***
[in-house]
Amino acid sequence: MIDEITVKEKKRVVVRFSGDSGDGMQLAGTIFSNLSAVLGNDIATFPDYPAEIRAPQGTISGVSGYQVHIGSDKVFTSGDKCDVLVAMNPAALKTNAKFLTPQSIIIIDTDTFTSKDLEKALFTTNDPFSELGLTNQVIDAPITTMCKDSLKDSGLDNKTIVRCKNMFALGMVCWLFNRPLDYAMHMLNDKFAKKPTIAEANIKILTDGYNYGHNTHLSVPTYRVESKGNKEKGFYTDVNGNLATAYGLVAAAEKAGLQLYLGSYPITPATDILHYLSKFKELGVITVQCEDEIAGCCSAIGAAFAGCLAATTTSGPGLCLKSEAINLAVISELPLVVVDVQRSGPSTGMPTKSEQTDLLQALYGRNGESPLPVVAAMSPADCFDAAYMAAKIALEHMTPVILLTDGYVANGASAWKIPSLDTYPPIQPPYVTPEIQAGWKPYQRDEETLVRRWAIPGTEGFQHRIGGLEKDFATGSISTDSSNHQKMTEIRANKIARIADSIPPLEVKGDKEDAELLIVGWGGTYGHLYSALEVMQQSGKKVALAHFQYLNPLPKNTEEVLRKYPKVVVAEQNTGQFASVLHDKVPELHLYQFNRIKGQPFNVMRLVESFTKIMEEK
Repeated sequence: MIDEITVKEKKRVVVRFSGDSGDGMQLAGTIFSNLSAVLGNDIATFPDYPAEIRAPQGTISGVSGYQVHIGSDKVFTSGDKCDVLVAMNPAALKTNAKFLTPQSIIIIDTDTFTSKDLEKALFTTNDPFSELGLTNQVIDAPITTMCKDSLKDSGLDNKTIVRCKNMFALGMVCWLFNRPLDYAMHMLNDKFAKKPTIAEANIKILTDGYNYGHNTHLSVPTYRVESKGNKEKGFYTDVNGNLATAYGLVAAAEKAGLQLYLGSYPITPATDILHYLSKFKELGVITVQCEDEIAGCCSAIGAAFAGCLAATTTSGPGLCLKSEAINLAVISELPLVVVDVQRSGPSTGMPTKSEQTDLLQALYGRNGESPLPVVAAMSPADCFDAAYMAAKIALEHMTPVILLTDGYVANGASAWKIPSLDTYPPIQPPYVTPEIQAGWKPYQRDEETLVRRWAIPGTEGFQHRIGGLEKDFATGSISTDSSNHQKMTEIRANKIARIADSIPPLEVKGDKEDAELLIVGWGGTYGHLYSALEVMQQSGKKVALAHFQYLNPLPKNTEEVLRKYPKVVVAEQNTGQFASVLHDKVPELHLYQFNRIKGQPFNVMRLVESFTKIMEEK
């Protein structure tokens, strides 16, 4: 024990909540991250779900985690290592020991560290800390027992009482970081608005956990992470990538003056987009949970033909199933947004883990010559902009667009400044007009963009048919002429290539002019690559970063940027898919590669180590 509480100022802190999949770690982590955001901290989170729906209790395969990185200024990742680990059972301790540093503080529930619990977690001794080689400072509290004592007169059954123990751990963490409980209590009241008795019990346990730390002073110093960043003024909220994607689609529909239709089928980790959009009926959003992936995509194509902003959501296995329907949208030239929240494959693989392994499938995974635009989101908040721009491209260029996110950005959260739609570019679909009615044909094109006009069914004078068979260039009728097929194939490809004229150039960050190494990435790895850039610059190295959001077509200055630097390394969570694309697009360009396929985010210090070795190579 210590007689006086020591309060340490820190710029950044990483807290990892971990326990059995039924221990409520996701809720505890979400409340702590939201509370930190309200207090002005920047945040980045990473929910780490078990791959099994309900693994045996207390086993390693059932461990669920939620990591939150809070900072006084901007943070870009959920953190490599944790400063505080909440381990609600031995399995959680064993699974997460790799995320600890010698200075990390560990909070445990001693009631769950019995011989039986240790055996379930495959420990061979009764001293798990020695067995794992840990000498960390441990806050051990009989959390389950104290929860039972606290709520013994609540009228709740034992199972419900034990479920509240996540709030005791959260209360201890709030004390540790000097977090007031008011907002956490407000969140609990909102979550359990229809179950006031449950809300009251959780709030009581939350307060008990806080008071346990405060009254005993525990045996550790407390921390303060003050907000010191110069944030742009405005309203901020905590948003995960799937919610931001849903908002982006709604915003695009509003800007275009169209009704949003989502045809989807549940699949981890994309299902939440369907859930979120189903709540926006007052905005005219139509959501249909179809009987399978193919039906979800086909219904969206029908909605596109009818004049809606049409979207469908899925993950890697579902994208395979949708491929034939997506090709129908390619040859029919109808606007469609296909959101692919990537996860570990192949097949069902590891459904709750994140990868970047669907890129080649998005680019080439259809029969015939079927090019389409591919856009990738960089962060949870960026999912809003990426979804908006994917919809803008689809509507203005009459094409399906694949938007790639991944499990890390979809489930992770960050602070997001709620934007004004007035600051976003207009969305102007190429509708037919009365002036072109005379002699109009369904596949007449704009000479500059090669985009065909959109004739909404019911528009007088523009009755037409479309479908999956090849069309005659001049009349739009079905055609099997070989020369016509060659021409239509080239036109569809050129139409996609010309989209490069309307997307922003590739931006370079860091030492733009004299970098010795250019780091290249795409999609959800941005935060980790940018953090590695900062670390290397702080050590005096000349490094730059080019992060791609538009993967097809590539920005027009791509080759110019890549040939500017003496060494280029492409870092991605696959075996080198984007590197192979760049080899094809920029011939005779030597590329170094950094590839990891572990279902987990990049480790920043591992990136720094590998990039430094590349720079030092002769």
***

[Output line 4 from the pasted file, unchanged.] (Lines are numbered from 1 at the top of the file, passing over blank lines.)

């Protein structure tokens, strides 16, 4: 024990909540991250779900985690290592020991560290800390027992009482970081608005956990992470990538003056987009949970033909199933947004883990010559902009667009400044007009963009048919002429290539002019690559970063940027898919590669180590 509480100022802190999949770690982590955001901290989170729906209790395969990185200024990742680990059972301790540093503080529930619990977690001794080689400072509290004592007169059954123990751990963490409980209590009241008795019990346990730390002073110093960043003024909220994607689609529909239709089928980790959009009926959003992936995509194509902003959501296995329907949208030239929240494959693989392994499938995974635009989101908040721009491209260029996110950005959260739609570019679909009615044909094109006009069914004078068979260039009728097929194939490809004229150039960050190494990435790895850039610059190295959001077509200055630097390394969570694309697009360009396929985010210090070795190579 210590007689006086020591309060340490820190710029950044990483807290990892971990326990059995039924221990409520996701809720505890979400409340702590939201509370930190309200207090002005920047945040980045990473929910780490078990791959099994309900693994045996207390086993390693059932461990669920939620990591939150809070900072006084901007943070870009959920953190490599944790400063505080909440381990609600031995399995959680064993699974997460790799995320600890010698200075990390560990909070445990001693009631769950019995011989039986240790055996379930495959420990061979009764001293798990020695067995794992840990000498960390441990806050051990009989959390389950104290929860039972606290709520013994609540009228709740034992199972419900034990479920509240996540709030005791959260209360201890709030004390540790000097977090007031008011907002956490407000969140609990909102979550359990229809179950006031449950809300009251959780709030009581939350307060008990806080008071346990405060009254005993525990045996550790407390921390303060003050907000010191110069944030742009405005309203901020905590948003995960799937919610931001849903908002982006709604915003695009509003800007275009169209009704949003989502045809989807549940699949981890994309299902939440369907859930979120189903709540926006007052905005005219139509959501249909179809009987399978193919039906979800086909219904969206029908909605596109009818004049809606049409979207469908899925993950890697579902994208395979949708491929034939997506090709129908390619040859029919109808606007469609296909959101692919990537996860570990192949097949069902590891459904709750994140990868970047669907890129080649998005680019080439259809029969015939079927090019389409591919856009990738960089962060949870960026999912809003990426979804908006994917919809803008689809509507203005009459094409399906694949938007790639991944499990890390979809489930992770960050602070997001709620934007004004007035600051976003207009969305102007190429509708037919009365002036072109005379002699109009369904596949007449704009000479500059090669985009065909959109004739909404019911528009007088523009009755037409479309479908999956090849069309005659001049009349739009079905055609099997070989020369016509060659021409239509080239036109569809050129139409996609010309989209490069309307997307922003590739931006370079860091030492733009004299970098010795250019780091290249795409999609959800941005935060980790940018953090590695900062670390290397702080050590005096000349490094730059080019992060791609538009993967097809590539920005027009791509080759110019890549040939500017003496060494280029492409870092991605696959075996080198984007590197192979760049080899094809920029011939005779030597590329170094950094590839990891572990279902987990990049480790920043591992990136720094590998990039430094590349720079030092002769």